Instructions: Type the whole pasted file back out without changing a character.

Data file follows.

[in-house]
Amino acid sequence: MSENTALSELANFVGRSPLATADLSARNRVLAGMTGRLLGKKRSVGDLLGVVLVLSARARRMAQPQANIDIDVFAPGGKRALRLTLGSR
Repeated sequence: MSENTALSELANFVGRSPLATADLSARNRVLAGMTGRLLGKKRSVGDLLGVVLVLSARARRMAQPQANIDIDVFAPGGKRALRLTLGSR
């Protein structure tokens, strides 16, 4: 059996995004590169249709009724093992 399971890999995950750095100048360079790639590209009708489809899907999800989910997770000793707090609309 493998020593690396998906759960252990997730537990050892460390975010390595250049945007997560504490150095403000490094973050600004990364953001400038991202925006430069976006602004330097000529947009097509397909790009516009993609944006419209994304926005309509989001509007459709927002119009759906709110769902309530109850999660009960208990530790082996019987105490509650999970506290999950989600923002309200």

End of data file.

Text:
[in-house]
Amino acid sequence: MSENTALSELANFVGRSPLATADLSARNRVLAGMTGRLLGKKRSVGDLLGVVLVLSARARRMAQPQANIDIDVFAPGGKRALRLTLGSR
Repeated sequence: MSENTALSELANFVGRSPLATADLSARNRVLAGMTGRLLGKKRSVGDLLGVVLVLSARARRMAQPQANIDIDVFAPGGKRALRLTLGSR
């Protein structure tokens, strides 16, 4: 059996995004590169249709009724093992 399971890999995950750095100048360079790639590209009708489809899907999800989910997770000793707090609309 493998020593690396998906759960252990997730537990050892460390975010390595250049945007997560504490150095403000490094973050600004990364953001400038991202925006430069976006602004330097000529947009097509397909790009516009993609944006419209994304926005309509989001509007459709927002119009759906709110769902309530109850999660009960208990530790082996019987105490509650999970506290999950989600923002309200």